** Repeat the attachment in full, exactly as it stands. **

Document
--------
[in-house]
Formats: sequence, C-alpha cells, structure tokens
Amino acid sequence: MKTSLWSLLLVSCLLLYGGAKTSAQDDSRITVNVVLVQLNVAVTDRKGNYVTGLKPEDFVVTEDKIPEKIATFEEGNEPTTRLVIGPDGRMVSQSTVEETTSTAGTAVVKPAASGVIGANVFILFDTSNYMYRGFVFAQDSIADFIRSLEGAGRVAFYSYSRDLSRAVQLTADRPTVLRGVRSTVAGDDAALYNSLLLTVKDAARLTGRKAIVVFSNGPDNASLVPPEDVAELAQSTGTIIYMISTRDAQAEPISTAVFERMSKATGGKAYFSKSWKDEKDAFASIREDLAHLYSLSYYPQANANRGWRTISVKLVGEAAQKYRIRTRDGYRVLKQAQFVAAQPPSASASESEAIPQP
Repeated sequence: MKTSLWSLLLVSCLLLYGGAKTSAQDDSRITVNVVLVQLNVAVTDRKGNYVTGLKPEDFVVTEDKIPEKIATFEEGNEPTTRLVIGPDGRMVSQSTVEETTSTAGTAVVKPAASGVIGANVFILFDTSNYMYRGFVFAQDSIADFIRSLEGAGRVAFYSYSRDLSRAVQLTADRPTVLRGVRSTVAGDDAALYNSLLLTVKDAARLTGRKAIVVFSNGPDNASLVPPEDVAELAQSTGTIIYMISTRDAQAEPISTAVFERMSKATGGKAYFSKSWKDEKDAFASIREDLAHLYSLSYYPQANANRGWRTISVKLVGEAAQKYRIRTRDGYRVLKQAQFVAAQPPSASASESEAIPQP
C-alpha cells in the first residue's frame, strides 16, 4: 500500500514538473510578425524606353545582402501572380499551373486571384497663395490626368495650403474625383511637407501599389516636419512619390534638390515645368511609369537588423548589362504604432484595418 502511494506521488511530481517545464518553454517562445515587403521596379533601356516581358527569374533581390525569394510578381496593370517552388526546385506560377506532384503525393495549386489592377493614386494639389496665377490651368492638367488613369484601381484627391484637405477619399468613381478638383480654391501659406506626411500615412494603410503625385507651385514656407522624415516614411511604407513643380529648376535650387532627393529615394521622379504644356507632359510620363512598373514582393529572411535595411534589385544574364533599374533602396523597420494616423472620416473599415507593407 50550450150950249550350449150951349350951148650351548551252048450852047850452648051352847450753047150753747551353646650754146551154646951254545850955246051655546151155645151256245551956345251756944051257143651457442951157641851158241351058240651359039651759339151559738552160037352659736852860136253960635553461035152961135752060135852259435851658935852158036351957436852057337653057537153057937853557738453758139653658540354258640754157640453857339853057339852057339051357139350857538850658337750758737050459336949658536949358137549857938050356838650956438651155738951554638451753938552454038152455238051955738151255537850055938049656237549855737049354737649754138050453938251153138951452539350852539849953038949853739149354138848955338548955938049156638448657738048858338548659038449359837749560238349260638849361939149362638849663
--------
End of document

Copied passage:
[in-house]
Formats: sequence, C-alpha cells, structure tokens
Amino acid sequence: MKTSLWSLLLVSCLLLYGGAKTSAQDDSRITVNVVLVQLNVAVTDRKGNYVTGLKPEDFVVTEDKIPEKIATFEEGNEPTTRLVIGPDGRMVSQSTVEETTSTAGTAVVKPAASGVIGANVFILFDTSNYMYRGFVFAQDSIADFIRSLEGAGRVAFYSYSRDLSRAVQLTADRPTVLRGVRSTVAGDDAALYNSLLLTVKDAARLTGRKAIVVFSNGPDNASLVPPEDVAELAQSTGTIIYMISTRDAQAEPISTAVFERMSKATGGKAYFSKSWKDEKDAFASIREDLAHLYSLSYYPQANANRGWRTISVKLVGEAAQKYRIRTRDGYRVLKQAQFVAAQPPSASASESEAIPQP
Repeated sequence: MKTSLWSLLLVSCLLLYGGAKTSAQDDSRITVNVVLVQLNVAVTDRKGNYVTGLKPEDFVVTEDKIPEKIATFEEGNEPTTRLVIGPDGRMVSQSTVEETTSTAGTAVVKPAASGVIGANVFILFDTSNYMYRGFVFAQDSIADFIRSLEGAGRVAFYSYSRDLSRAVQLTADRPTVLRGVRSTVAGDDAALYNSLLLTVKDAARLTGRKAIVVFSNGPDNASLVPPEDVAELAQSTGTIIYMISTRDAQAEPISTAVFERMSKATGGKAYFSKSWKDEKDAFASIREDLAHLYSLSYYPQANANRGWRTISVKLVGEAAQKYRIRTRDGYRVLKQAQFVAAQPPSASASESEAIPQP
C-alpha cells in the first residue's frame, strides 16, 4: 500500500514538473510578425524606353545582402501572380499551373486571384497663395490626368495650403474625383511637407501599389516636419512619390534638390515645368511609369537588423548589362504604432484595418 502511494506521488511530481517545464518553454517562445515587403521596379533601356516581358527569374533581390525569394510578381496593370517552388526546385506560377506532384503525393495549386489592377493614386494639389496665377490651368492638367488613369484601381484627391484637405477619399468613381478638383480654391501659406506626411500615412494603410503625385507651385514656407522624415516614411511604407513643380529648376535650387532627393529615394521622379504644356507632359510620363512598373514582393529572411535595411534589385544574364533599374533602396523597420494616423472620416473599415507593407 50550450150950249550350449150951349350951148650351548551252048450852047850452648051352847450753047150753747551353646650754146551154646951254545850955246051655546151155645151256245551956345251756944051257143651457442951157641851158241351058240651359039651759339151559738552160037352659736852860136253960635553461035152961135752060135852259435851658935852158036351957436852057337653057537153057937853557738453758139653658540354258640754157640453857339853057339852057339051357139350857538850658337750758737050459336949658536949358137549857938050356838650956438651155738951554638451753938552454038152455238051955738151255537850055938049656237549855737049354737649754138050453938251153138951452539350852539849953038949853739149354138848955338548955938049156638448657738048858338548659038449359837749560238349260638849361939149362638849663